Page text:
Citing a “fundamental shift” in the flow cytometry and cellular analysis marketplace, Beckman-Coulter has forged a strategic alliance with NPE Systems to license and further develop NPE’s benchtop flow-based cell counting and sizing instrument, Quanta.
Under the agreement, Beckman will now take over the Quanta line from NPE, of Pembroke Pines, Fla., and incorporate it with some modifications into its Cell Lab suite of flow-based cellular analysis tools. A more robust version of the product will likely be available next month, said Ian Ley, cellular analysis strategic business manager for Beckman Coulter, and the company will introduce a second updated version with additional capabilities early next year.
The deal is part of a blanket strategy by the company to offer a range of flow-based cellular analysis products to fit a variety of tastes and budgets, according to Ley. Beckman, he said, recently previewed its newest, soon-to-be-released multi-color, high-end sorting system in May at the International Society of Analytical Cytology meeting in Montpellier, France. In addition, he said that the company will soon be revealing some changes to its mid-level XC-500 series of cytometers that will “make them more amenable to the research market.”
“We’ll go from literally a $10,000 cell counter, all the way up to a $300,000 research-grade cytometer system,” Ley said. “And I think we’ll then be in a unique position where we’ll have price points and a capable entry at every single grade and level you want.”
The Quanta product helps Beckman fill a product niche where until now it had been lacking — that of a push-button flow cytometry-based system for running simple cell assays on a basic laboratory bench top.
“The reason we’ve taken on the deal with NPE … is that we’ve got the technology, but the marketplace has fundamentally shifted,” Ley said. “Up until [recently], all flow cytometry systems were typically placed in core facilities … and they would supply the service. We’ve clearly seen that if you can get the price structure right, you can have this distributed system where many of the simpler assays — apoptosis, cell-cycle — can be carried out in the lab by the researcher instead of wasting a day or two, or even a week to get answers from a core facility.”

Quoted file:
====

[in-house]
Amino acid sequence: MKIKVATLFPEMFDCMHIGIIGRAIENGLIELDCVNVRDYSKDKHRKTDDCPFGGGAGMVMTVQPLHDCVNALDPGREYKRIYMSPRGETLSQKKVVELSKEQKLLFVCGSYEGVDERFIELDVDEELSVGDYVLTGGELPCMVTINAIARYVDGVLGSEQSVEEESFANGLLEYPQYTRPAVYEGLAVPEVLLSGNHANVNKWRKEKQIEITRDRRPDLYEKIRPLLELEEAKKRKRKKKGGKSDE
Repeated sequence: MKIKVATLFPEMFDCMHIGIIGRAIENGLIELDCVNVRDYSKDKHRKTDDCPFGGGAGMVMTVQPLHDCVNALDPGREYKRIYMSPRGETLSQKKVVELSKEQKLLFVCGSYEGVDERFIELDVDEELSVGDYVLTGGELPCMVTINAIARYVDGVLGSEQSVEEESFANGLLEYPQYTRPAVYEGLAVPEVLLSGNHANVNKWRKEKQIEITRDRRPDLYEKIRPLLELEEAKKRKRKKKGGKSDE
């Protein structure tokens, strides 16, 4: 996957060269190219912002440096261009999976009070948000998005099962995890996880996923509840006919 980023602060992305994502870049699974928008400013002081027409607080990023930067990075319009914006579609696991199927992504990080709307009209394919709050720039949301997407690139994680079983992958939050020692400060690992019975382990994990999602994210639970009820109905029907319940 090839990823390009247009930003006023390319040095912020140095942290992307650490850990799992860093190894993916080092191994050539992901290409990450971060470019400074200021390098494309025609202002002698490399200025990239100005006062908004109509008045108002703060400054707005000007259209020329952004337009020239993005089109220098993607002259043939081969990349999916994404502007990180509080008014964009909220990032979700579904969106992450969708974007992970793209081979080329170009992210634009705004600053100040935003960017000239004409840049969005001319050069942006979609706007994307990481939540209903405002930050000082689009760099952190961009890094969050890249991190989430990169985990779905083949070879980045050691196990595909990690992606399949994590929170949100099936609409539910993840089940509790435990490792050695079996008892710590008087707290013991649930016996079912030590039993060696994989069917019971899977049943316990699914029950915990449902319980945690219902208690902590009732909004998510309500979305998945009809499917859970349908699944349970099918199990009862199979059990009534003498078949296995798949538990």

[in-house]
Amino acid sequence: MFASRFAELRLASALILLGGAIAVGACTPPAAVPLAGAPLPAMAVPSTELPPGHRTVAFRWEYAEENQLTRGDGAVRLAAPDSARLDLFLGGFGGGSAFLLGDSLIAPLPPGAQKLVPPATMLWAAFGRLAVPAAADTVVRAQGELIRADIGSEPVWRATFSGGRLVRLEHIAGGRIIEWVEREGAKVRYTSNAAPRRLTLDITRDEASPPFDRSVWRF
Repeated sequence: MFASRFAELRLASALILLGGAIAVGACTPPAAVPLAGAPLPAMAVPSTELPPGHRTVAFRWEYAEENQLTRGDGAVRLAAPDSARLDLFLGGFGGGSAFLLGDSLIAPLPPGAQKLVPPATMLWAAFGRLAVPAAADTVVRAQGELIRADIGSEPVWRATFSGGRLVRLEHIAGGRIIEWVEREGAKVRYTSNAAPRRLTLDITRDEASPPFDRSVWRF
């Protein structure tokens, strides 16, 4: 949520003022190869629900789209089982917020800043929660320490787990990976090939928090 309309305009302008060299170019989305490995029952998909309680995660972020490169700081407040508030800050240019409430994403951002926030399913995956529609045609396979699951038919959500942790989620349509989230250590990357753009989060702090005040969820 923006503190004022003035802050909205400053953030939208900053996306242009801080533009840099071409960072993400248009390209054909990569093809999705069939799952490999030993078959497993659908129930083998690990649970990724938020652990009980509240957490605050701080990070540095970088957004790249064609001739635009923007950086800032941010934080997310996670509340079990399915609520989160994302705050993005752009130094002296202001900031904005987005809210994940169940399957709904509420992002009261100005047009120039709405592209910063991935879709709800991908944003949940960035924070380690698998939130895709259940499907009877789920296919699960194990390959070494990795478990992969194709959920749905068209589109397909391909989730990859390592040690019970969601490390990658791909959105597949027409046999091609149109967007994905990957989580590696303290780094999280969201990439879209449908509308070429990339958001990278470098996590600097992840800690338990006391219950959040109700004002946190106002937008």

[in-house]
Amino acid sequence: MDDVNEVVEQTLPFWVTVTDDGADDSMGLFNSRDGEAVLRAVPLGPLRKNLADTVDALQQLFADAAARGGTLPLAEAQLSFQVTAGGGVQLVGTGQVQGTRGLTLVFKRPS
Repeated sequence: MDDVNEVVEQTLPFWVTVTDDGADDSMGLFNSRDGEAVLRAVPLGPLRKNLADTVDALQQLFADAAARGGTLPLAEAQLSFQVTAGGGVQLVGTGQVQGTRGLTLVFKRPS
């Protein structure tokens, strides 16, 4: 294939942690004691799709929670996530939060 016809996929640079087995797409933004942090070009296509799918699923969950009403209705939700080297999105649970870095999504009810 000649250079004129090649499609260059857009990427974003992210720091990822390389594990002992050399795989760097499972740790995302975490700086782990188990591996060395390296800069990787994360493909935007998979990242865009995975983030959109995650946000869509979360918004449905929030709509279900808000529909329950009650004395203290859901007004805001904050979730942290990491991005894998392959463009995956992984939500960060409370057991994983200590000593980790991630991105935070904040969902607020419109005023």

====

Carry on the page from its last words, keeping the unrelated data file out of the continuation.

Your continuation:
Although Beckman has “somewhat tapped in” to this niche with its compact Vi-Cell cell viability analyzer, Ley said, he sees fledgling companies Guava Technologies and Luminex as having already made significant headway in this area.
Guava markets the benchtop PCA cellular analysis system as a platform on which to conduct simple viability and cell-count assays, while Luminex’ screening system uses bead-based technology to conduct a variety of assays.
NPE’s Quanta was attractive to Beckman Coulter, Ley said, for two primary reasons: its flexibility and ability to accurately count and size cells. The flexibility is afforded by an arc lamp coupled with appropriate filters that can produce excitation wavelengths of 405, 434, 546, and 578 nm — sometimes simultaneously — which allows analysis of more than one fluorescence marker or cell type at the same time. The instrument is also equipped with a pair of photomultiplier tubes for fluorescence detection. These capabilities allow researchers to conduct assays such as apoptosis and cell-cycle.
Quanta’s cell-counting and sizing ability is based on the widely accepted Coulter principle. In this method, as described on Beckman-Coulter’s website, particles are sized and counted “based on measurable changes in electrical resistance produced by nonconductive particles suspended in an electrolyte. A small opening (aperture) between electrodes is the sensing zone through which suspended particles pass. In the sensing zone each particle displaces its own volume of electrolyte. Volume displaced is measured as a voltage pulse; the height of each pulse being proportional to the volume of the particle.” Put simply by Ley, “it literally displaces its own volume of electrolyte so you can determine the size of a cell very accurately.”